10 Minutes With: Armando Iannucci, Talking Trump, Twitter And Centrist Dads

The man behind era-defining shows like I'm Alan Partridge and The Thick Of It joined us at Esquire Townhouse

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Armando Iannucci needs no introduction, but this article does so: he's just about the most important figure in British comedy over the past two decades. He's the mastermind behind TV and radio classics like I'm Alan Partridge!, The Thick of it, The Day Today, On the Hour and a number of other era-defining shows (along with some under-appreciated gems).

That's why we invited him down to Esquire Townhouse with Dior to deliver a discussion with his friend and The Death of Stalin (out 20 October) co-writer David Schneider. Afterwards, we stole ten minutes to ask him about Trump, Brexit and Twitter beef...

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Are you glad or annoyed that you left Veep before the emergence of Trump?

I'm relieved I'm not around in America doing stuff whilst Trump is there. Yeah, I find him funny, and I can do funny little rifts on him but fundamentally, I don't want him to be a figure of fun. I want people to think he is a dangerous, unstable narcissist.

Late night shows like Stephen Colbert have emerged as Trump's most influential critics.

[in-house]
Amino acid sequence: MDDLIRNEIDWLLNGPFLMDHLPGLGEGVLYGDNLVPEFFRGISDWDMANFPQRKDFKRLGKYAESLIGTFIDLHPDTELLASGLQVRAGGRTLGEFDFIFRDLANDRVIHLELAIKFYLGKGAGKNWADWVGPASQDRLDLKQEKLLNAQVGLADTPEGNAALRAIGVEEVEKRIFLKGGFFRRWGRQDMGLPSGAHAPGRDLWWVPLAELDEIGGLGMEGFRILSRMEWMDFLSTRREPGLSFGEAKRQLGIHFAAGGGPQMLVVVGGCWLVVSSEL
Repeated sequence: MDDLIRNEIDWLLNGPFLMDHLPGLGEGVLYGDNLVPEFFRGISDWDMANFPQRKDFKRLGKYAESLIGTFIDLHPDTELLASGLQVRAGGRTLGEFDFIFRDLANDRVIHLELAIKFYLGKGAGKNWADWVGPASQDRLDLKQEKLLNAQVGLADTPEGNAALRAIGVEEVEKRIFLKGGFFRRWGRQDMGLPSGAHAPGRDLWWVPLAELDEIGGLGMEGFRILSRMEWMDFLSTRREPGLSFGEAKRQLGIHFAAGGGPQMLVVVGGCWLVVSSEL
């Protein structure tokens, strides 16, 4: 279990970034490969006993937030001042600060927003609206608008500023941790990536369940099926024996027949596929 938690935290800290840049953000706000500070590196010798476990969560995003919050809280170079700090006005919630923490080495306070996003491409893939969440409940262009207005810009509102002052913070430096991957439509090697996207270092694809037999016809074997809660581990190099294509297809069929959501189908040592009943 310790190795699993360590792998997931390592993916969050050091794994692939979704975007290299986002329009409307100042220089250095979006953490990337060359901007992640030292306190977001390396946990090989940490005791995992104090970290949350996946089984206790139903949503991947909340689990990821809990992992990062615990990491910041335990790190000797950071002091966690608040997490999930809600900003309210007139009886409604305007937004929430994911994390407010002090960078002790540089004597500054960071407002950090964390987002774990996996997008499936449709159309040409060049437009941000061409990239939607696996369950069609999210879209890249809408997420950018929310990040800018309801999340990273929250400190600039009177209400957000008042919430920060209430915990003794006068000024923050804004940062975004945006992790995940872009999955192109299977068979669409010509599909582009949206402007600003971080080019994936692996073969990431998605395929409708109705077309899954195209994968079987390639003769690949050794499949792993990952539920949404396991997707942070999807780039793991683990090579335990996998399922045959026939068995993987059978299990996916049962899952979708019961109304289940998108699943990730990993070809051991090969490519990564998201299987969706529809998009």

It's interesting, those shows are almost becoming journalistic. John Oliver, Bill Maher, Seth Meyers and Samantha Bee. You know, their response to Trump is to dig around the news and come back at this guy who is saying everything's fake. They say: "Okay, how about this? You said this three years ago, why aren't you doing anything about that now?" The world's jumped the shark, and the best comedians seem to be the ones doing the research, like John Oliver who can deliver a whole 15 minutes each week on health, or the constitution, or prison reform.

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How much digging around did you do before you wrote The Thick of It?

You speak to people. I honestly said to them: 'I'm not out for the scandal. I'm out for the dull stuff. What time do you get in in the morning? What time do you get home? What are the people you work with like? If the editor of the Daily Mail rang, who would take the call?' And it's in the answering of those dull questions that you get a very real sense of who those people are and how they operate.

It was the same when researching for Veep. I wasn't saying 'who's got the money?', or 'who are the criminals?' Instead, I was asking how a Bill happens, and what a day in the Senate is like. Once you put these details into a story, that makes them believable.

Who's a politician you've always found funny, for one reason or another?

I think it was Ben Bradshaw. He was a very Blairite MP, but he had a huge quiff of hair and seemed very proud of it. I just had him down, probably unfairly, as this Blairite yes-man with a huge quiff of hair. He's still the MP for Exeter.

What does a successful politician look like in 2017?